Most people, especially when they sit on a horse for the first time, tend to put all of their weight on their sitting bones and their feet. This causes the legs to separate, but also brings the feet toward the body of the horse. It is a position that hampers the gait, which changes the riding experience on a fundamental level.

So you’re sitting on a gaited horse, but think about standing and that will provide a better ride.


#4. Grasp the reins with proper position and grip.

When riding a gaited horse, the reins should come into the hands from the bottom up. The thumbs should then be on top. This creates a ride where the fingers and wrists are more flexible, but won’t move on their own during the ride.

It helps to create a “soft” fist when grasping the reins. You need to make sure the reins aren’t going to fall out of the hand, but you also don’t want to hold the reins in a death grip.

You’ll be holding the reins just over the withers of the horse. Keep your hands down while you maintain your balance and this will help you to maintain a proper level of communication with the horse during the ride.

#5. Use body position to move the horse while riding.

The movies tend to show us that riding a horse means using verbal commands, whistles, and lots of leg action as the hands snap the reins. With a gaited horse, none of that is true. You’re more likely to have the horse look at you with its “Are you crazy?” look than receive the movement that you want.

Gaited horses need pressure in order to make a turn. When you’ve achieved a proper balance, you can use the pressure from your sitting bones to help turn the horse. Keep applying the pressure by leaning toward the direction you wish the horse to turn. Once the turn begins to happen, begin releasing the pressure.

Sometimes you may have a horse that is a little stubborn when it comes to listening. In this instance, using a pressure aid may be beneficial. It must be the proper aid for the type of communication that is desired, however, for this to work and it should only be used by those who are familiar with the tool.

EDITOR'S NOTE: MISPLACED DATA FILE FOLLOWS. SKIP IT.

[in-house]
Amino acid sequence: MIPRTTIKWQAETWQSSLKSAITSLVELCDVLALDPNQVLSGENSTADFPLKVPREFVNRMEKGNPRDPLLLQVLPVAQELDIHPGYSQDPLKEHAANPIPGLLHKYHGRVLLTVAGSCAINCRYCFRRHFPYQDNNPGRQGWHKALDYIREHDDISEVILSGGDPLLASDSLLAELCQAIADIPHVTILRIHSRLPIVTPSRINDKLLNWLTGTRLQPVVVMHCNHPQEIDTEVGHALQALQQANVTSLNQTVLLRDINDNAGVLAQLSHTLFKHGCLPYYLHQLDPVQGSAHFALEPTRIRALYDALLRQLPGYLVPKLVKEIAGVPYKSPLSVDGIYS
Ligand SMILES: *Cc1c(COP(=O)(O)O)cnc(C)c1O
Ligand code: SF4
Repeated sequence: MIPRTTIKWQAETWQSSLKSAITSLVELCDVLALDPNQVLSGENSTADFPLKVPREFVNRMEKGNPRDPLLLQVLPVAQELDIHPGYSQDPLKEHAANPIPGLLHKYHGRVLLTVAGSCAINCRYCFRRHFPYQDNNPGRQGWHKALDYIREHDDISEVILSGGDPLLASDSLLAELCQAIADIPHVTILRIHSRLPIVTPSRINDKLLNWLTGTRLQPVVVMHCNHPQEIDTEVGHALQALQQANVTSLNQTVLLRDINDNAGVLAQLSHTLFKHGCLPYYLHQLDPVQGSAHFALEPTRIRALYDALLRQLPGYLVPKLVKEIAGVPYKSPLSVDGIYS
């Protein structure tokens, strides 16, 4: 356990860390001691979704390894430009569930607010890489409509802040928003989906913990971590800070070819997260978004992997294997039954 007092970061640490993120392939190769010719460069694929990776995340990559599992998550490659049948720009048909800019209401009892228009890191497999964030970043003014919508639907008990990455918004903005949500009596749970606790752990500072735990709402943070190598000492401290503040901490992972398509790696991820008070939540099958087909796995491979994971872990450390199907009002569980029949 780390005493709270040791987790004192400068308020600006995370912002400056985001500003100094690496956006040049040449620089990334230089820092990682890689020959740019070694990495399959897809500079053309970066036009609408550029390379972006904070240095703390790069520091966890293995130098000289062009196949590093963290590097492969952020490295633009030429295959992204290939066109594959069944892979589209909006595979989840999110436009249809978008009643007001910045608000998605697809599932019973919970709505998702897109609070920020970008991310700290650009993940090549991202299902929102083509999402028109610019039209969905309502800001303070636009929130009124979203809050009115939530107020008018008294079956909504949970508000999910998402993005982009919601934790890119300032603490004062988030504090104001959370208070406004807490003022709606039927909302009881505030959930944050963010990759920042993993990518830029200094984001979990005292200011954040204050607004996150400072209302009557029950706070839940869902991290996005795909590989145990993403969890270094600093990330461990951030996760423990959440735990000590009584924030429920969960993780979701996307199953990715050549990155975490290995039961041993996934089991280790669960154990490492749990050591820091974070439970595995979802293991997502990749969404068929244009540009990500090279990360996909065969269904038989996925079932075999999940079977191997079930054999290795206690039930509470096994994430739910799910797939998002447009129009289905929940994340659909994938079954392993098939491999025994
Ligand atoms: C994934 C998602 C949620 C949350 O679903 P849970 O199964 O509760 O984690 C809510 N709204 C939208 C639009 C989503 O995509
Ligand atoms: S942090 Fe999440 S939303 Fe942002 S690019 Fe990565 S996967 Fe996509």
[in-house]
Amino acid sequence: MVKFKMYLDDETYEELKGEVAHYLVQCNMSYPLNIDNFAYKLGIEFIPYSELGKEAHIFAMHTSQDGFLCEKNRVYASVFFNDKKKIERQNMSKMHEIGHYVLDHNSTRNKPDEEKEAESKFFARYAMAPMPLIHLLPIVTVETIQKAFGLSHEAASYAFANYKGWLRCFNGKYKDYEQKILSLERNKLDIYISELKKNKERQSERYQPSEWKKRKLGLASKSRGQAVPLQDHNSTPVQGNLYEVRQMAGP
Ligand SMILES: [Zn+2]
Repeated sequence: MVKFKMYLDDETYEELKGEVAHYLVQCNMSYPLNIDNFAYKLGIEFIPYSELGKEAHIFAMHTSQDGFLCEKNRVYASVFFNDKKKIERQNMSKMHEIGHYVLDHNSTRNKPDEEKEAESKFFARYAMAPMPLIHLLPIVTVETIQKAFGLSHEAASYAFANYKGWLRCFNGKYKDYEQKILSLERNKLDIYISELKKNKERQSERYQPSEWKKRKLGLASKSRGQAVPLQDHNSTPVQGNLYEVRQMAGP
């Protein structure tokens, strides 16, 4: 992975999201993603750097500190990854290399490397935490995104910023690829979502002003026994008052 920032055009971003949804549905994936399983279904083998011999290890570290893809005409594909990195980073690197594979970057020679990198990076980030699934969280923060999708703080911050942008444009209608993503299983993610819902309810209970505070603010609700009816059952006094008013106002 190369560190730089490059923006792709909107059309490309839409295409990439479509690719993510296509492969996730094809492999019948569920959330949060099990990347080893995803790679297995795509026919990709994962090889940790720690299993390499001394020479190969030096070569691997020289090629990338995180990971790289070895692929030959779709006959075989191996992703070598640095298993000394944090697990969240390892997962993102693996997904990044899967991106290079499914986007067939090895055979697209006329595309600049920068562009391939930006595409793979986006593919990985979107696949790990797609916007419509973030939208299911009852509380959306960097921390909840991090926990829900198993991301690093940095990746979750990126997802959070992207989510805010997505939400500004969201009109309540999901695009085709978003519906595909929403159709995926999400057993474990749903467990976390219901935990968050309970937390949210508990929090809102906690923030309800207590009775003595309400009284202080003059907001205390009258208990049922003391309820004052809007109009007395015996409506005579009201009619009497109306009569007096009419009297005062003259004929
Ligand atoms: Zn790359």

#6. Have fun.

Once you’ve learned the basics of riding a gaited horse, it is time to relax and have some fun. You and the horse are one entity who will communicate well with one another when you each get used to the other.

One way you can further familiarize yourself with a gaited horse is to understand the difference between a “level” back and a “ventro-flexed” back. Specific gaits are associated with these two types of back shapes. 

Because the ventro-flexed back tends to have the withers come closer to your sitting position, it offers a rider better balancing options. This allows for several more gaits compared to the “level” back. On a level back, a gaited horse will usually walk, flatwalk, runwalk, or foxtrot only.

Learning how to ride a gaited horse may take some time at first, but it is one of the easiest riding options that is available today. The key to unlocking a successful ride is to keep practicing so that your riding skills can be honed. Never assume that because you’ve learned to ride one horse well that the same situation will apply to all horses and this will encourage your progression.